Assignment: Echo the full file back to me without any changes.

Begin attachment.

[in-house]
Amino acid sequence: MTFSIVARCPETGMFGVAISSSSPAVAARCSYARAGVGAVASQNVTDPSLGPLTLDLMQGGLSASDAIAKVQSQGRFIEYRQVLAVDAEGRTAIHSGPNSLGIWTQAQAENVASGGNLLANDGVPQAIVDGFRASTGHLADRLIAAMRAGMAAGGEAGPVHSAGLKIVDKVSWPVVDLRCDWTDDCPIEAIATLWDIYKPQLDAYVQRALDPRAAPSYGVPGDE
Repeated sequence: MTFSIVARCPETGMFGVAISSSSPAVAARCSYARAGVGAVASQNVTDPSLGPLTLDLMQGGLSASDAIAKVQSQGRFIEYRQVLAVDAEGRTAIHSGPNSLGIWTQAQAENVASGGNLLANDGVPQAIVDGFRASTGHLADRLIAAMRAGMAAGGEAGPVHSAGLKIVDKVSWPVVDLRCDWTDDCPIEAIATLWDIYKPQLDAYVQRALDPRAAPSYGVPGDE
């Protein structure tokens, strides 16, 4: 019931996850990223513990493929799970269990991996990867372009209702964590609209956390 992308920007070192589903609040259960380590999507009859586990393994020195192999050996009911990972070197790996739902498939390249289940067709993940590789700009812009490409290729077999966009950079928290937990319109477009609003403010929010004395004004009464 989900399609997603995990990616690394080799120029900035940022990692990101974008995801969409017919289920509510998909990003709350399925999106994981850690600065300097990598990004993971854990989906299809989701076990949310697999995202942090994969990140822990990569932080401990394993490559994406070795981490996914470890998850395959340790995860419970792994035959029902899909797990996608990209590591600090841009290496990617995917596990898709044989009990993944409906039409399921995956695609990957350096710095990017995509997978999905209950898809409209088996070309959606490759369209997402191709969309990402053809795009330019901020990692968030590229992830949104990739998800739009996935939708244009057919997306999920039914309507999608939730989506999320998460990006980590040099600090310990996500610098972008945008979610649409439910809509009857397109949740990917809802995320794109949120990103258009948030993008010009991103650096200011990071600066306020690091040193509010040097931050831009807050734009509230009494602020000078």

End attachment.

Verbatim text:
[in-house]
Amino acid sequence: MTFSIVARCPETGMFGVAISSSSPAVAARCSYARAGVGAVASQNVTDPSLGPLTLDLMQGGLSASDAIAKVQSQGRFIEYRQVLAVDAEGRTAIHSGPNSLGIWTQAQAENVASGGNLLANDGVPQAIVDGFRASTGHLADRLIAAMRAGMAAGGEAGPVHSAGLKIVDKVSWPVVDLRCDWTDDCPIEAIATLWDIYKPQLDAYVQRALDPRAAPSYGVPGDE
Repeated sequence: MTFSIVARCPETGMFGVAISSSSPAVAARCSYARAGVGAVASQNVTDPSLGPLTLDLMQGGLSASDAIAKVQSQGRFIEYRQVLAVDAEGRTAIHSGPNSLGIWTQAQAENVASGGNLLANDGVPQAIVDGFRASTGHLADRLIAAMRAGMAAGGEAGPVHSAGLKIVDKVSWPVVDLRCDWTDDCPIEAIATLWDIYKPQLDAYVQRALDPRAAPSYGVPGDE
């Protein structure tokens, strides 16, 4: 019931996850990223513990493929799970269990991996990867372009209702964590609209956390 992308920007070192589903609040259960380590999507009859586990393994020195192999050996009911990972070197790996739902498939390249289940067709993940590789700009812009490409290729077999966009950079928290937990319109477009609003403010929010004395004004009464 989900399609997603995990990616690394080799120029900035940022990692990101974008995801969409017919289920509510998909990003709350399925999106994981850690600065300097990598990004993971854990989906299809989701076990949310697999995202942090994969990140822990990569932080401990394993490559994406070795981490996914470890998850395959340790995860419970792994035959029902899909797990996608990209590591600090841009290496990617995917596990898709044989009990993944409906039409399921995956695609990957350096710095990017995509997978999905209950898809409209088996070309959606490759369209997402191709969309990402053809795009330019901020990692968030590229992830949104990739998800739009996935939708244009057919997306999920039914309507999608939730989506999320998460990006980590040099600090310990996500610098972008945008979610649409439910809509009857397109949740990917809802995320794109949120990103258009948030993008010009991103650096200011990071600066306020690091040193509010040097931050831009807050734009509230009494602020000078």